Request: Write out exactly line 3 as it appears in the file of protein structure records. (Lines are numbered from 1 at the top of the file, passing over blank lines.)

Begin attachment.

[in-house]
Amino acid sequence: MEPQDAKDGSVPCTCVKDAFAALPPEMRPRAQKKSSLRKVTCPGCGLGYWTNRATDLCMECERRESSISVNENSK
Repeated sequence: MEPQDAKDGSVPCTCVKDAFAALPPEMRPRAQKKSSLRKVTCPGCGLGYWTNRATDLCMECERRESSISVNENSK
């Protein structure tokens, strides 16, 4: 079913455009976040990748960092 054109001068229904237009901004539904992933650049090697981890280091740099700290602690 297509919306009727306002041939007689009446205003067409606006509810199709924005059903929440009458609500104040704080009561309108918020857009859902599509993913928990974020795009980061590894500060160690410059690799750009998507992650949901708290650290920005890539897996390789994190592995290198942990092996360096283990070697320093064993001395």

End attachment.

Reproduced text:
Repeated sequence: MEPQDAKDGSVPCTCVKDAFAALPPEMRPRAQKKSSLRKVTCPGCGLGYWTNRATDLCMECERRESSISVNENSK